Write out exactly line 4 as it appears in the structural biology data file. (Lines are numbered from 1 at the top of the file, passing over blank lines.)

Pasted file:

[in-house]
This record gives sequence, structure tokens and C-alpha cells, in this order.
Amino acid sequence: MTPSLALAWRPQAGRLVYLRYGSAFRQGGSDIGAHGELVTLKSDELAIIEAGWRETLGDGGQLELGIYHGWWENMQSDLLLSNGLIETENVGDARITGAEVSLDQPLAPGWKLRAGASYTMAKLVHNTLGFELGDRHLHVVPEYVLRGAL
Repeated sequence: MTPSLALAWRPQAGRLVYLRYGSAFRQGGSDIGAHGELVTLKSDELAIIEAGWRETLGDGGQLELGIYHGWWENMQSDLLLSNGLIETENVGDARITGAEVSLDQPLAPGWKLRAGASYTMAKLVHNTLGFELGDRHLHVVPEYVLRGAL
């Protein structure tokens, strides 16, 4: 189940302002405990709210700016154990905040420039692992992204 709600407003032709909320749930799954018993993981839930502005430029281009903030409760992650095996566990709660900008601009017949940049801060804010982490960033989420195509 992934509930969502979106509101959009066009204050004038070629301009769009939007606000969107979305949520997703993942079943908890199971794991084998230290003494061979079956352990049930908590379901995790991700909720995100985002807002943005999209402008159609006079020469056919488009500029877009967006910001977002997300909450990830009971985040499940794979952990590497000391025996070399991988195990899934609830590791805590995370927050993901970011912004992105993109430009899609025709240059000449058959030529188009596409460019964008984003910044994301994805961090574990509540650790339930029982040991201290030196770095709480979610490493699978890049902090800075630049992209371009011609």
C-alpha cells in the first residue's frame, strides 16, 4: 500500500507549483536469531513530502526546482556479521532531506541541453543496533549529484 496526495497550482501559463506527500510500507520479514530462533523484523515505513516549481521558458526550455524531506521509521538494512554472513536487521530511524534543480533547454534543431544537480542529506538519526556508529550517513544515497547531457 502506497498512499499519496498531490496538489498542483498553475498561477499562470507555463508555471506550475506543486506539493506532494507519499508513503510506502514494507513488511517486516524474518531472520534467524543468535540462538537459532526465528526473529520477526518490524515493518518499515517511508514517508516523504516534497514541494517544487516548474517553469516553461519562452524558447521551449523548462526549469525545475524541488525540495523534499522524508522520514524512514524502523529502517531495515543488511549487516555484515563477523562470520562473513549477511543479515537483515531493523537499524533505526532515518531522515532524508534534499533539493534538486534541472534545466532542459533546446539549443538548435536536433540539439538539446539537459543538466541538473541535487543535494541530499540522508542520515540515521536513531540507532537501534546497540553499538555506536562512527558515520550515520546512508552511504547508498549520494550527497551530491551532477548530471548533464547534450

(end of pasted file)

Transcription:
Repeated sequence: MTPSLALAWRPQAGRLVYLRYGSAFRQGGSDIGAHGELVTLKSDELAIIEAGWRETLGDGGQLELGIYHGWWENMQSDLLLSNGLIETENVGDARITGAEVSLDQPLAPGWKLRAGASYTMAKLVHNTLGFELGDRHLHVVPEYVLRGAL